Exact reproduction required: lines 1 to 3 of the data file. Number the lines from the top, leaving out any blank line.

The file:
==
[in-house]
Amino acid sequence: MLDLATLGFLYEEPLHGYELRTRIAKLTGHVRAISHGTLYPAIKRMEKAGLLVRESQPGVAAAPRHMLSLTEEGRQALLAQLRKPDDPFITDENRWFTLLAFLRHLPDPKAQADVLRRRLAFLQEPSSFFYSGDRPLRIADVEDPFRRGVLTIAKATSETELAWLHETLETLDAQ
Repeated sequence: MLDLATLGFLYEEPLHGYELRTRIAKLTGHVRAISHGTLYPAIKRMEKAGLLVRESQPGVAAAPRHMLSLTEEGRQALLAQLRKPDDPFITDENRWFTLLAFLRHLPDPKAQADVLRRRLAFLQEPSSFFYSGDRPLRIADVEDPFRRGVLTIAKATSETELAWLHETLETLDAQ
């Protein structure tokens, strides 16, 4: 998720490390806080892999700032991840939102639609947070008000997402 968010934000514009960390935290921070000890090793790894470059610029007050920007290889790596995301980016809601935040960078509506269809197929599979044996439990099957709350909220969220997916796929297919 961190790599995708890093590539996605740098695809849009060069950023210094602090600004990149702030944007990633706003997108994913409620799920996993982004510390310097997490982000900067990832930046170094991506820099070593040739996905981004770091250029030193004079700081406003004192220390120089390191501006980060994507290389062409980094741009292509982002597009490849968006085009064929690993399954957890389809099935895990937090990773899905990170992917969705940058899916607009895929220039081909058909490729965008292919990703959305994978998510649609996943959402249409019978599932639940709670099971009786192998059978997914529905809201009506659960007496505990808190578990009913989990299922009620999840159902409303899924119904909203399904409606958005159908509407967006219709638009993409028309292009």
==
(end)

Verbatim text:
[in-house]
Amino acid sequence: MLDLATLGFLYEEPLHGYELRTRIAKLTGHVRAISHGTLYPAIKRMEKAGLLVRESQPGVAAAPRHMLSLTEEGRQALLAQLRKPDDPFITDENRWFTLLAFLRHLPDPKAQADVLRRRLAFLQEPSSFFYSGDRPLRIADVEDPFRRGVLTIAKATSETELAWLHETLETLDAQ
Repeated sequence: MLDLATLGFLYEEPLHGYELRTRIAKLTGHVRAISHGTLYPAIKRMEKAGLLVRESQPGVAAAPRHMLSLTEEGRQALLAQLRKPDDPFITDENRWFTLLAFLRHLPDPKAQADVLRRRLAFLQEPSSFFYSGDRPLRIADVEDPFRRGVLTIAKATSETELAWLHETLETLDAQ